I will be the first to admit that I'm a sucker for any story featuring talking animals. I will usually pick up any new release that features a talking pet, so when I encountered What the Dog Said, I was expecting something pretty par for the course. With the adorable mutt on the cover and the fresh faced smiling girl on the back, I was looking forward to some good old animal/human relationship humor. What I received was totally unexpected and even better. What the Dog Said turned out to be an incredibly perceptive look at grief and one young girl's struggles to cope with the sudden death of her father. Sure, there were some funny moments. Rex is a great character who I enjoyed from his first appearance when he tries to talk Grace into adopting him. Yes, the dog does talk through most of the book, but is it Rex, or her own magical thinking?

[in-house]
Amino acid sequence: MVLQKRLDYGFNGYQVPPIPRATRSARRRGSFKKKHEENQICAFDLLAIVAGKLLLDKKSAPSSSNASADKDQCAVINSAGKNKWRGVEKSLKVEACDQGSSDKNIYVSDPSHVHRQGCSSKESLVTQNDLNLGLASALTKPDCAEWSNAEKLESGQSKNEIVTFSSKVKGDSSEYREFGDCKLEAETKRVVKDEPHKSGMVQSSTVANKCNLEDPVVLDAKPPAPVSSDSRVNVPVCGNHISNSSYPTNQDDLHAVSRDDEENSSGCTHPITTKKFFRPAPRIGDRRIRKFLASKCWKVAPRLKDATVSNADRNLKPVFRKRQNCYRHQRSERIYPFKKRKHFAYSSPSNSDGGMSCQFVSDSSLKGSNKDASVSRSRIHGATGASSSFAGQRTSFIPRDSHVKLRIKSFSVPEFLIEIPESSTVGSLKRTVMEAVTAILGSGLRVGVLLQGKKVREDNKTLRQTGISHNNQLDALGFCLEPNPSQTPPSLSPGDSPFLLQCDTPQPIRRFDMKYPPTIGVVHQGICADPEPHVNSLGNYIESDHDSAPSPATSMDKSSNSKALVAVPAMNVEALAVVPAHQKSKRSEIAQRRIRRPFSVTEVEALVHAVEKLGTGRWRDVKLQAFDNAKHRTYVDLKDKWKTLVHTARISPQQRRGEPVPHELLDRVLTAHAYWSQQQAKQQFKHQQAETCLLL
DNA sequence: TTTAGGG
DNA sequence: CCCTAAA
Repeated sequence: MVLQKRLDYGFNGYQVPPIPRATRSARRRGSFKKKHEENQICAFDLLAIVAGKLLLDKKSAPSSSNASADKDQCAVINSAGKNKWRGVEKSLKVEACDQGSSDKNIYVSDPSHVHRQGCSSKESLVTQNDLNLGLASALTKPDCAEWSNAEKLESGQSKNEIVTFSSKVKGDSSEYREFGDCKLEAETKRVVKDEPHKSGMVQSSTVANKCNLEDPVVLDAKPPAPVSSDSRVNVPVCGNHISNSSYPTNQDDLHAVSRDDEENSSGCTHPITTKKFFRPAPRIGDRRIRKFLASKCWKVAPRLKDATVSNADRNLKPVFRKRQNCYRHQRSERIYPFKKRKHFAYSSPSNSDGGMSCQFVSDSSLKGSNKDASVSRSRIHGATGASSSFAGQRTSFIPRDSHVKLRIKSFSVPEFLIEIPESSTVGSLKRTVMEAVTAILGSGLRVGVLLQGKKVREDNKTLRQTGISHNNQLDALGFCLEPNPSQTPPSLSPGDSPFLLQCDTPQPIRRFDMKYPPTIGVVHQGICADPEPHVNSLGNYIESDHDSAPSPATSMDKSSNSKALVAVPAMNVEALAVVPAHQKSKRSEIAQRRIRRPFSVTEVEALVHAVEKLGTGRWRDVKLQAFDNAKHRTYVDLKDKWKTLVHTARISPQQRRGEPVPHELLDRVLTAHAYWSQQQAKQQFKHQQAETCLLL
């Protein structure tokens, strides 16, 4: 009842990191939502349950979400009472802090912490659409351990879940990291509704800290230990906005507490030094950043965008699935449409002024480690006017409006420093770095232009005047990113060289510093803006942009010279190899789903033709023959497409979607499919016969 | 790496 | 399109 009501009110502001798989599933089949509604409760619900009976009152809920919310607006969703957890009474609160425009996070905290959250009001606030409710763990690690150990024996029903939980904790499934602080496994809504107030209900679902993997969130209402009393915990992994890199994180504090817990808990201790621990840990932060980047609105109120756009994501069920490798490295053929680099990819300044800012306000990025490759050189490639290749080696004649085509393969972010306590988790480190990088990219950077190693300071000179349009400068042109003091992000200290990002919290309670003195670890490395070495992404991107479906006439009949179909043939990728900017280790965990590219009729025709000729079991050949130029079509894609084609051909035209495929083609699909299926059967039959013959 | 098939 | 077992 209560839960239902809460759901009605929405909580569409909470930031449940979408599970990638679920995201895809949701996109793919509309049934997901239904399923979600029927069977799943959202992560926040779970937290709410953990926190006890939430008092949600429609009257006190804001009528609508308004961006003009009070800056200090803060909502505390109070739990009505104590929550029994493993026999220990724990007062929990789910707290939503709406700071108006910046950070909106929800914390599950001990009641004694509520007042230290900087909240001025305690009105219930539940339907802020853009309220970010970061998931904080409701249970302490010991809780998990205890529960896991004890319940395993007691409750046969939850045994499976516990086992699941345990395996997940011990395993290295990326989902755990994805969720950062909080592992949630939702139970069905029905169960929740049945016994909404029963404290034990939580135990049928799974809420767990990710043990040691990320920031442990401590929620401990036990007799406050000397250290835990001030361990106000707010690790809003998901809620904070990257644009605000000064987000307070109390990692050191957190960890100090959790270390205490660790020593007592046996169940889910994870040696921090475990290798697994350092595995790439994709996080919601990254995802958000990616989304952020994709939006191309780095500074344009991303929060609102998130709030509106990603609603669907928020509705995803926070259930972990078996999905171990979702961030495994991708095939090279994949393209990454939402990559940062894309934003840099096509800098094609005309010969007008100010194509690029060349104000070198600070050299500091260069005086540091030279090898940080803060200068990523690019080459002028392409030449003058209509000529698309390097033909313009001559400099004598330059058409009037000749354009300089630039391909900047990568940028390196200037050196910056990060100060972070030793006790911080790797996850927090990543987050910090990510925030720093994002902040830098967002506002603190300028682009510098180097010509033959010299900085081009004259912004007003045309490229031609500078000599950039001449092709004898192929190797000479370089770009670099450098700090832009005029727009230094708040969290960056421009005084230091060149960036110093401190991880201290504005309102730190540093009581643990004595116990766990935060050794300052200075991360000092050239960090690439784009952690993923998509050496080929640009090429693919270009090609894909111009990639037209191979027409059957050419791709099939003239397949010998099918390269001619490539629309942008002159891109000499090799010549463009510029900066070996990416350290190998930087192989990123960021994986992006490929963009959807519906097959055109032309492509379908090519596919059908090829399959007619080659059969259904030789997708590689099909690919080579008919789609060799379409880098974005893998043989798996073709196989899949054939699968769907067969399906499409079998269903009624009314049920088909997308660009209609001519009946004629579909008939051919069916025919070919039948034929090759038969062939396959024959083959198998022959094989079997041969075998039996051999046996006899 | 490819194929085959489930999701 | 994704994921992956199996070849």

At just 238 pages, there is quite a bit packed into this well plotted, fast paced story. The reader learns quite a bit about canine assistance programs, but the instructive nature never overpowers the narrative. The reader gets true insight into the program and the wonderful work these dogs and trainers do in order to provide companion animals to people with disabilities. Grace is a complex character, and her relationship with her sister Reagan is particularly well done. Their dialogue rings with authenticity, and the growth of their relationship was perhaps one of my favorite parts of the story. Grace goes on quite a journey with Rex, as she confronts one of the young men involved in her father's shooting, learns more about her father, and her own power of forgiveness. This is just a rich, moving story that is a recommend for any young reader grades 5 and up. I enjoyed it thoroughly, staying up late just to finish it so I could pass it along. This novel addresses grief in a way that is very accessible to teens and tweens, and was an unexpected gift.